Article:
How the lines between CMO and CIO are blurring

Nostalgia is quite fashionable these days. Have you seen the latest Star Wars film? What about the new version of Dad’s Army? There may be a desire to celebrate what happened in the past, as it means we don’t need to worry about how to handle the future.

Years ago, IT was IT and Marketing was Marketing. Two distinct departments.

 

Marc Andreessen, founding partner of US VC Andreessen Horowitz, coined the phrase ‘Software is Eating the world’. This is a reflection of how even the most technologically illiterate person is a power user, compared to a decade ago. Gartner released research asserting that by 2017 the CMO will spend more on IT than the CIO.  If the roles of CMO and CIO are becoming blurred, The interesting questions are why and how? The “why” can be answered by consumerisation of IT, proliferation of Bring Your Own Device, and ubiquity of high speed internet access. Of more relevance to a marketer is the “how”.

Let’s look at a few activities requiring skills that are musts for anyone in IT as well as marketing.

Marketing automation

  • This is smart workflow process technology, which in the past would have been rolled out by the IT department. Now it’s the preserve of the CMO to configure, so marketing can justify its budgets.

SEO

  • A proper knowledge of data analytics is a must to deliver the results required to fuel growth.

Programmatic advertising

  • A deep knowledge of algorithms and real time bidding is needed to get the most from this technology.

Attribution

  • Understanding a customer’s browse-to-purchase journey is as much about the design of apps and websites, as it is about any of the marketing messages used.

This of course is before any mention of viral marketing, video, social media outreach, real time multicasting, augmented reality, big data or any other technology touted as ‘the next big thing’.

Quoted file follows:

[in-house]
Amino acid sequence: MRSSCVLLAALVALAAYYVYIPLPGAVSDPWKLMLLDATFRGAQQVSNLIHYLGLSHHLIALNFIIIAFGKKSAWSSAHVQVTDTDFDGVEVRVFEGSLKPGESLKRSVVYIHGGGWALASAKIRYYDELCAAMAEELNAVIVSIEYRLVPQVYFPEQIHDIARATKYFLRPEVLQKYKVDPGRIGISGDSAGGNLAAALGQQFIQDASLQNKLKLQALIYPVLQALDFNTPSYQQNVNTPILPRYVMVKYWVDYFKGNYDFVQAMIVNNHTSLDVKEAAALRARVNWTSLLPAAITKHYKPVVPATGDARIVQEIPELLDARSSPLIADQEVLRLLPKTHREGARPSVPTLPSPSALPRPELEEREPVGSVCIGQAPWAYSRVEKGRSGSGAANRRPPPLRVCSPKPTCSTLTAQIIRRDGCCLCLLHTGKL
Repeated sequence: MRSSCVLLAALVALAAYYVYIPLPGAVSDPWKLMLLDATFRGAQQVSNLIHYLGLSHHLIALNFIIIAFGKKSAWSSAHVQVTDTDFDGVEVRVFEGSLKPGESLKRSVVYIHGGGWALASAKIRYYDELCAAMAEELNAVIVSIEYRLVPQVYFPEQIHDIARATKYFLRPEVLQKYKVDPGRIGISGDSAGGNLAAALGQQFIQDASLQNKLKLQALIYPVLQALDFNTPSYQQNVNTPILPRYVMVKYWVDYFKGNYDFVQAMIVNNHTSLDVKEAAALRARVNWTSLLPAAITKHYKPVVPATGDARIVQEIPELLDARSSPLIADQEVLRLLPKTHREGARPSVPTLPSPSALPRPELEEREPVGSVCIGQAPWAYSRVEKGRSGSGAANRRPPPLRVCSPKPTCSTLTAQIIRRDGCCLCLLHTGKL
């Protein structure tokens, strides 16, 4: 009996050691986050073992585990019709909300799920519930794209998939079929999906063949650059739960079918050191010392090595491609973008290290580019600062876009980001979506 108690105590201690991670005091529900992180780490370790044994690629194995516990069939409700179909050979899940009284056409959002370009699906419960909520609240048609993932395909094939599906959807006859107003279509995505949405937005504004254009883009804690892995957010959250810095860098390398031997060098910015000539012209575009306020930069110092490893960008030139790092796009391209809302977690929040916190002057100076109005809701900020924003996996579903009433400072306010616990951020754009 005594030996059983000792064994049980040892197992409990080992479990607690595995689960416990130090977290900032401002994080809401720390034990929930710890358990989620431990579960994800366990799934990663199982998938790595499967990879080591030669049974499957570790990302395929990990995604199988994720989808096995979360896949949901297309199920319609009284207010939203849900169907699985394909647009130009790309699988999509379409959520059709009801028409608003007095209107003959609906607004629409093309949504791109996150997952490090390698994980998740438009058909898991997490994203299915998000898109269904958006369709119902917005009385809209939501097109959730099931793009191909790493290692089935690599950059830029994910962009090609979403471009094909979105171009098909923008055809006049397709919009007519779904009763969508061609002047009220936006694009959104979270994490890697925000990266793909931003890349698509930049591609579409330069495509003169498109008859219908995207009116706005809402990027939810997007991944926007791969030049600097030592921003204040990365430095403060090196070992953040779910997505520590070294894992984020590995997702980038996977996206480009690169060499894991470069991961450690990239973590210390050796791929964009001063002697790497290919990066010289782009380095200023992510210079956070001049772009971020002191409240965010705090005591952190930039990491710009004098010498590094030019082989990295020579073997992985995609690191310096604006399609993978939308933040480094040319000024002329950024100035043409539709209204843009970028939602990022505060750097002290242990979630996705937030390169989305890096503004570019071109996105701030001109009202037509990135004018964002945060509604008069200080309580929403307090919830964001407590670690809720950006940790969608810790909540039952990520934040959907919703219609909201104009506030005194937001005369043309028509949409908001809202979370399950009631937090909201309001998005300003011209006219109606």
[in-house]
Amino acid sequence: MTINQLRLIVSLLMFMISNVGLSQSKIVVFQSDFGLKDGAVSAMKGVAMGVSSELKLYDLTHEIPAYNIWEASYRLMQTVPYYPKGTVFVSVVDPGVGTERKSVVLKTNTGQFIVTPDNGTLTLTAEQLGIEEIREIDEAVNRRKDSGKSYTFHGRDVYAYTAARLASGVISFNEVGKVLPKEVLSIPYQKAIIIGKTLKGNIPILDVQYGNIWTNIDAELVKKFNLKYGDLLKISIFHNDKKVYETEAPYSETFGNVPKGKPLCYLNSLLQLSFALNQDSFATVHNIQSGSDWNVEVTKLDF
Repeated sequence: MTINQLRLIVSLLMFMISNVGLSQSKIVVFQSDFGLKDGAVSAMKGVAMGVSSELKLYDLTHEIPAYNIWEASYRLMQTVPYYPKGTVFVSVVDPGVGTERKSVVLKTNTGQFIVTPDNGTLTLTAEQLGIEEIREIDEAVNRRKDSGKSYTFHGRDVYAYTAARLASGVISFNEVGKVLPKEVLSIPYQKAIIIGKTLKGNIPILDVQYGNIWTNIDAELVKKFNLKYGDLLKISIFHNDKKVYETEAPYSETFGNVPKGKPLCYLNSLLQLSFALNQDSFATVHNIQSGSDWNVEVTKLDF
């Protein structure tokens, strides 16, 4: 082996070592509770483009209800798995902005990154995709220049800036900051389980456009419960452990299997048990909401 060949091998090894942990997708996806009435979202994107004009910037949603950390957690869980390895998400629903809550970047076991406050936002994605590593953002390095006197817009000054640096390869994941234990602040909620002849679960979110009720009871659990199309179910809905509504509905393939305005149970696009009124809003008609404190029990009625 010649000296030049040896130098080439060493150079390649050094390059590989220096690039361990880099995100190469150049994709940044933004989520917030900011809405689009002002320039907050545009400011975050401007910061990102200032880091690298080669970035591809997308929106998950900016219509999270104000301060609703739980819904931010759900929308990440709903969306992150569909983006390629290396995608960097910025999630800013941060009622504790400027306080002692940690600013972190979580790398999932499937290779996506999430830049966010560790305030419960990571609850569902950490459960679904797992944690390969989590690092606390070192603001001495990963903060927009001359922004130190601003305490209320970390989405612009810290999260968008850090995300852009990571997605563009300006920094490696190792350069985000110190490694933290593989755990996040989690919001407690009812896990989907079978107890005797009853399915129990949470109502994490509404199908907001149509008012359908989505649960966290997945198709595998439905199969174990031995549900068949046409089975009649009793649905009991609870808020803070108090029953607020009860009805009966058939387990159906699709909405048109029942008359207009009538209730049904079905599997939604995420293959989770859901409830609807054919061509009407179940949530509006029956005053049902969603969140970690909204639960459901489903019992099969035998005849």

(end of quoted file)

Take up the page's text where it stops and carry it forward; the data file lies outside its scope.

Marketers are often attracted to the latest and supposed greatest, but there’s a staggering amount of platforms and apps out there. While technology is a tool to engage with customers – existing and potential – the crucial issue is how you use it. For this, marketing is irrelevant. It’s technology literacy that really counts.

 

Startups are often on the lookout for growth hackers to help drive their marketing. Some look for power users of Google Analytics or WordPress, rather than people who understand how to market a product to a specific market segment.

 

Technology permeates every role in a business, and there is clearly a drive to automate as many processes as possible. This drives down the cost of customer acquisition, while increasing profitability. The challenge for the CMO is this: How to harness and use these tools, so that marketing is as creative, engaging and accountable as possible? The first time I looked at marketing automation software I was left bewildered. Marketing is supposed to be simple, whereas the solution I saw seemed, while incredibly powerful, a tad, dare I say, over-engineered. The message for any marketer is: don’t ignore technology, but don’t be blinded by its science and power features either.

If the CMO looks like a CIO, what does the CIO do? Actually their role is probably more complex than the ever due to two words: compliance and regulation. Legislation such as the EU’s General Data Protection Regulations is where the CIO’s attention is focused.

It’s not about software refreshes, but rather ensuring that the CMOs approach to data capture is correct.

 

Irrespective of how technology evolves, marketing will always be about creating a consumer need for a product and effectively communicating with them, while sharing a narrative about the company or product. It’s just that the CMO needs to know how to use the technology tools at their disposal. If the CIO can help make this process easier then everyone will be happy – just like the old days!

Author BIO

Marc Duke is a consultant specialising in business-to-business marketing primarily with emerging technology companies.   About Marc Duke

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